March 04, 2008
Placebos More Effective If More Expensive?

People don't expect cheap drugs to help them much. No wonder the price of drugs has risen. People want more effective results.

DURHAM, N.C. -- A 10-cent pill doesn't kill pain as well as a $2.50 pill, even when they are identical placebos, according to a provocative study by Dan Ariely, a behavioral economist at Duke University.

"Physicians want to think it's the medicine and not their enthusiasm about a particular drug that makes a drug more therapeutically effective, but now we really have to worry about the nuances of interaction between patients and physicians," said Ariely, whose findings appear as a letter in the March 5 edition of the Journal of the American Medical Association.

Ariely and a team of collaborators at the Massachusetts Institute of Technology used a standard protocol for administering light electric shock to participantsí wrists to measure their subjective rating of pain. The 82 study subjects were tested before getting the placebo and after. Half the participants were given a brochure describing the pill as a newly-approved pain-killer which cost $2.50 per dose and half were given a brochure describing it as marked down to 10 cents, without saying why.

In the full-price group, 85 percent of subjects experienced a reduction in pain after taking the placebo. In the low-price group, 61 percent said the pain was less.

The conclusion here is obvious: Medical professionals need to go to greater lengths to deceive patients into believing that ineffective treatments really will work. At least for chronic pain this might help. I'm at least half serious.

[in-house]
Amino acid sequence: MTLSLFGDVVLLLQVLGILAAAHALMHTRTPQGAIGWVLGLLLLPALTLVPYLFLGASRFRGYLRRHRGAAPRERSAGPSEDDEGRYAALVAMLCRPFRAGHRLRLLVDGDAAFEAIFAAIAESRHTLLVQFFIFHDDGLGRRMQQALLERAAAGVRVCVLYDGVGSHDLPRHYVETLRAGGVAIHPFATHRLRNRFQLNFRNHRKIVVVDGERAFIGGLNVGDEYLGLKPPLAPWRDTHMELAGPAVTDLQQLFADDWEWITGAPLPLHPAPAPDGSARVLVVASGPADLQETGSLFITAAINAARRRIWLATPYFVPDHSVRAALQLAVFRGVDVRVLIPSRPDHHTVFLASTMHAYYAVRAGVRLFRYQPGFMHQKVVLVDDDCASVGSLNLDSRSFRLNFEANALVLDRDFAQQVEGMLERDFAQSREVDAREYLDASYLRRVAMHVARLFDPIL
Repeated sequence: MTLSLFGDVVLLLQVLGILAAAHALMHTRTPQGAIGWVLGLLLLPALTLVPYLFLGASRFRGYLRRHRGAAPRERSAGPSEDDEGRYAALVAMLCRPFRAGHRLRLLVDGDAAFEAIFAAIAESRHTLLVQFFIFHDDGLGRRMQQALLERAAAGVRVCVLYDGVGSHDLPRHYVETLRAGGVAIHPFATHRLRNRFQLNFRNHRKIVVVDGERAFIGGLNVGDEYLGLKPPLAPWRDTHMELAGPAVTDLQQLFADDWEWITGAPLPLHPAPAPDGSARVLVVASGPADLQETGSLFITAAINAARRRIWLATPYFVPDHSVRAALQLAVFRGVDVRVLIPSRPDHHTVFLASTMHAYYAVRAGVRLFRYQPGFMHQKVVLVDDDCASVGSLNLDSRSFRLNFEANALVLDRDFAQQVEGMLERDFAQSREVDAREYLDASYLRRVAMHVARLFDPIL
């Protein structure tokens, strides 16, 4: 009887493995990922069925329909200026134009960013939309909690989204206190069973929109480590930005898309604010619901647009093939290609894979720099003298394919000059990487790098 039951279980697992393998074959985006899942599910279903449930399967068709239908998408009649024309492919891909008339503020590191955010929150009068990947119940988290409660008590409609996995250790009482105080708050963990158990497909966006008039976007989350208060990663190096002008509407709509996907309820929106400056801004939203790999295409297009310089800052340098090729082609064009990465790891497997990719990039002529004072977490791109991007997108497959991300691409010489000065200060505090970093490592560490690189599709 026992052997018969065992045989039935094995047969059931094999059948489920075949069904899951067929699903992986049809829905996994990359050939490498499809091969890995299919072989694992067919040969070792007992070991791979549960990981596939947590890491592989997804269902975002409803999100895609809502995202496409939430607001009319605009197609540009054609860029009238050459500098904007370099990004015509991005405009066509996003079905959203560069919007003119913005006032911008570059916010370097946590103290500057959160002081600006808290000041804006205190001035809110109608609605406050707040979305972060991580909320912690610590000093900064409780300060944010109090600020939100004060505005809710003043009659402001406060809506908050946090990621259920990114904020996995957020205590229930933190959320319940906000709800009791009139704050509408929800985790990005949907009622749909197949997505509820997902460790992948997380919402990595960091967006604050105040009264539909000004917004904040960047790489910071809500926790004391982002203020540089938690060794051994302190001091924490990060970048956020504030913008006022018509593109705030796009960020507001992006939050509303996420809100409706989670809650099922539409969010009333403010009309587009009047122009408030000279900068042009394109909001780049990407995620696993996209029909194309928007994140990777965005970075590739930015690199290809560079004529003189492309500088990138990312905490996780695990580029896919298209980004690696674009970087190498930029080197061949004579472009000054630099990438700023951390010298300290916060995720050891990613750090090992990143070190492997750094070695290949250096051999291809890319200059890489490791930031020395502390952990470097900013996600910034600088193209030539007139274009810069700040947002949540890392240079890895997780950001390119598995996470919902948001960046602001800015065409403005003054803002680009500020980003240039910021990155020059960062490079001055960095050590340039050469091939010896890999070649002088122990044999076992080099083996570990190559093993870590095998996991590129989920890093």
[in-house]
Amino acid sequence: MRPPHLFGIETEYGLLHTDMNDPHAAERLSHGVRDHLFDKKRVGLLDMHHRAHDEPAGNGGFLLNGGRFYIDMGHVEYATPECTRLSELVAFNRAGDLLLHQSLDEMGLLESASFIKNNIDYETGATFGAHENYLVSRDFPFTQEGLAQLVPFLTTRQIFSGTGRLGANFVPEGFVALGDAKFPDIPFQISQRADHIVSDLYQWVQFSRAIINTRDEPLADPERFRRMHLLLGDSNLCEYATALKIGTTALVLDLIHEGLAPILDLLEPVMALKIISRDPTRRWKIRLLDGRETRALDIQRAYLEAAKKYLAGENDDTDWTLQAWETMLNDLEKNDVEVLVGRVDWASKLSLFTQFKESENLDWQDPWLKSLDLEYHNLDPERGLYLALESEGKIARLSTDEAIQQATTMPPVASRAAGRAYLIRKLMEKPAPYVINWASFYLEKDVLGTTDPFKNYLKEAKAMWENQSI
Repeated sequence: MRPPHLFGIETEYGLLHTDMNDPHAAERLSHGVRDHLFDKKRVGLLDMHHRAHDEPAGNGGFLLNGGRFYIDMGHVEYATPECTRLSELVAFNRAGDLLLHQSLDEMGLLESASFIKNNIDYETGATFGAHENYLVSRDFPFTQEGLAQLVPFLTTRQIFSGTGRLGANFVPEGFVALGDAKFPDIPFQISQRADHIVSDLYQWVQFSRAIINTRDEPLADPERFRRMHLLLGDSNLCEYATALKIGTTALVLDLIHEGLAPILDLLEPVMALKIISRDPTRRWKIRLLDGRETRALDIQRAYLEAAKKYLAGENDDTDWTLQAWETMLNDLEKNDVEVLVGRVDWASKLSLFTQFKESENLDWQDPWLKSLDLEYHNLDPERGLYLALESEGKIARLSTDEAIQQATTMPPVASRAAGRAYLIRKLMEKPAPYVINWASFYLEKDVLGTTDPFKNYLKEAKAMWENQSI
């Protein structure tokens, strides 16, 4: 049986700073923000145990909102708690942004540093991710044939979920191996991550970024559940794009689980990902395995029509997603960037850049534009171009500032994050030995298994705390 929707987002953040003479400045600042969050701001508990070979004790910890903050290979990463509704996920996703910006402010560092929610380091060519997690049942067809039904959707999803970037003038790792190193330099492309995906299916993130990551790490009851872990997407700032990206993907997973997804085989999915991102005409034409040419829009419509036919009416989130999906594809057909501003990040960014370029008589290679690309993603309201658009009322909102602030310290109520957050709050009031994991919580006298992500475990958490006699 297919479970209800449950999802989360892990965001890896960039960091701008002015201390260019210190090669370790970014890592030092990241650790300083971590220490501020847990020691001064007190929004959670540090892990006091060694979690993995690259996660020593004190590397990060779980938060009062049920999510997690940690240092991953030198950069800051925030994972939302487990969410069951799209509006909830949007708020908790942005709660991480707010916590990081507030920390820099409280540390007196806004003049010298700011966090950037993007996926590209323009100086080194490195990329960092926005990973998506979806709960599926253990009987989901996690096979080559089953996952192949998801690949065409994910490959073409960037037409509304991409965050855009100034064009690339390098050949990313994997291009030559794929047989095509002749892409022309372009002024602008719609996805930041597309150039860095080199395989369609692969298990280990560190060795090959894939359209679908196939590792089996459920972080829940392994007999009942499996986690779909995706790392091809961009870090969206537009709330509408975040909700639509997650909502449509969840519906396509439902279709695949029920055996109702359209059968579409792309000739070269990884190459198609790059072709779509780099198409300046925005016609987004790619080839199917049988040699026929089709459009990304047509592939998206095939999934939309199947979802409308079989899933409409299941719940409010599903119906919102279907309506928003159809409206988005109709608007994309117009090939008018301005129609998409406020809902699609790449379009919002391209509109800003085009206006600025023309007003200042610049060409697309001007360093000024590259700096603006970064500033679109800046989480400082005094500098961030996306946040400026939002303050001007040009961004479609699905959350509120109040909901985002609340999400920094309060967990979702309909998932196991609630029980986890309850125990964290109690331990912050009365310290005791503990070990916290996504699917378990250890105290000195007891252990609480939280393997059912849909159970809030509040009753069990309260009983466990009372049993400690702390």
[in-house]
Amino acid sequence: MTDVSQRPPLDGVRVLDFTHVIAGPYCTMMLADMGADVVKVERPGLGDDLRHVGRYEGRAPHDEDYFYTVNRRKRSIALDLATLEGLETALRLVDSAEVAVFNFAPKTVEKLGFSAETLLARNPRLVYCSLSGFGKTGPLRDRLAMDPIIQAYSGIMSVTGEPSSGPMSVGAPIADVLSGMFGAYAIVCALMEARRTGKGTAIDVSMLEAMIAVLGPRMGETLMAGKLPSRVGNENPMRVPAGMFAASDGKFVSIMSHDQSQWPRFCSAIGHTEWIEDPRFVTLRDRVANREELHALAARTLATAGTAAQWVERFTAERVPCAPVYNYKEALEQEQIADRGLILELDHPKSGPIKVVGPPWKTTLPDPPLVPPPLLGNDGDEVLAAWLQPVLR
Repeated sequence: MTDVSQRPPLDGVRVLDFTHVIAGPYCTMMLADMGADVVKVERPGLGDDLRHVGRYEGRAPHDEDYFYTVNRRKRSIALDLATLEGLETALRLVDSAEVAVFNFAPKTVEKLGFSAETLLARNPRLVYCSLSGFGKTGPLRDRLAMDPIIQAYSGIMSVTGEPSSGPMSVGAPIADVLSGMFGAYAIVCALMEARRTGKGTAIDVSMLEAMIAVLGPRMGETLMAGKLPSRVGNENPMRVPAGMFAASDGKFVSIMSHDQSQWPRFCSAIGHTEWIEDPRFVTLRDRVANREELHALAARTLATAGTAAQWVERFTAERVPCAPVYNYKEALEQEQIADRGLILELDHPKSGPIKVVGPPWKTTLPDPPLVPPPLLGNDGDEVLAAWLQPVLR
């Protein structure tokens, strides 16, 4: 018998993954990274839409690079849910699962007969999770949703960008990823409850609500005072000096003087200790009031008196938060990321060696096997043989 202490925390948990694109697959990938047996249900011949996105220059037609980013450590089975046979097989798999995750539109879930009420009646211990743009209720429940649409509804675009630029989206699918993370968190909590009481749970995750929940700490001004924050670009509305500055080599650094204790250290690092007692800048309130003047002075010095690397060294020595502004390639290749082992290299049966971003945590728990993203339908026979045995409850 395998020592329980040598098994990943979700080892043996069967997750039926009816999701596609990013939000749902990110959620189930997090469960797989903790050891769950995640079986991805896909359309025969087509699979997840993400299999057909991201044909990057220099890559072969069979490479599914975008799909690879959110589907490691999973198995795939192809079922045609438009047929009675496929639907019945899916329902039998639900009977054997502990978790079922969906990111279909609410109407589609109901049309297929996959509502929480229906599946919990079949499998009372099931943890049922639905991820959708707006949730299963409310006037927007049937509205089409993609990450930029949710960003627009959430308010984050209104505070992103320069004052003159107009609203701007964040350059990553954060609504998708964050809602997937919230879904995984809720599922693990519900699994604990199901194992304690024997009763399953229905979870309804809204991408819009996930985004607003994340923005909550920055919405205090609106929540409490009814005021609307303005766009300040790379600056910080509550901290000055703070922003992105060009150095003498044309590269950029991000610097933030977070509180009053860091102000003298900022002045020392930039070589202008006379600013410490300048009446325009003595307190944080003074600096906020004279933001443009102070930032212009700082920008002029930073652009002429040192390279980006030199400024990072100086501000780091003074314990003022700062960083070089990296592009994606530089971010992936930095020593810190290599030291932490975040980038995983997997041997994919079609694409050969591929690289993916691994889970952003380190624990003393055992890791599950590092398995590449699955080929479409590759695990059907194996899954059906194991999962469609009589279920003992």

Share |      Randall Parker, 2008 March 04 09:17 PM  Brain Economics


Comments
Brett Bellmore said at March 5, 2008 4:53 AM:

I've always been bummed out about the whole placebo thing. So much for the advantages of being smart and well informed: All it gets you is that a whole class of powerful drugs won't work on you!

I do hope that if doctors are going to start charging high rates for sugar pills, they at least find some way to feed the money back to the patient, perhaps accumulating it as a kind of medical savings account for when they need real drugs that cost a lot.

By the way, did you know your "wait before posting again" counts accidentally previewing against you?

You could also define "short time".

Bob Badour said at March 5, 2008 2:28 PM:

It won't work. By the time I was six years old, I had figured out that: "You may feel a slight discomfort" means "This is going to hurt like hell."

It might work for adults, but what do you do about the next generation?

clayton said at March 6, 2008 7:36 AM:

"The power of endorphins to fight pain has been well known since the 1970s, when it was found that the brain produces chemicals far more potent than morphine, opium and heroin."


from january of 07.

This new article does little but support the placebo effect. Not a bummer, good news really.


David Govett said at March 6, 2008 7:58 AM:

The fake placebo market remains unexploited.

Brett Bellmore said at March 8, 2008 5:35 AM:

It seems clear enough that, if the placebo effect is this powerful, the thing we ought to be doing is putting a lot more work into developing effective biofeedback equipment. You can learn to do pretty much anything through biofeedback that you can unknowingly do as a result of thinking a sugar pill is a medication, and some things you'd be hard put to convince a patient a pill would accomplish. The brain has a lot more control over the body than is commonly recognized, and what the brain can control, the conscious mind can learn to control, if given some kind of sensory cue as to what's happening.

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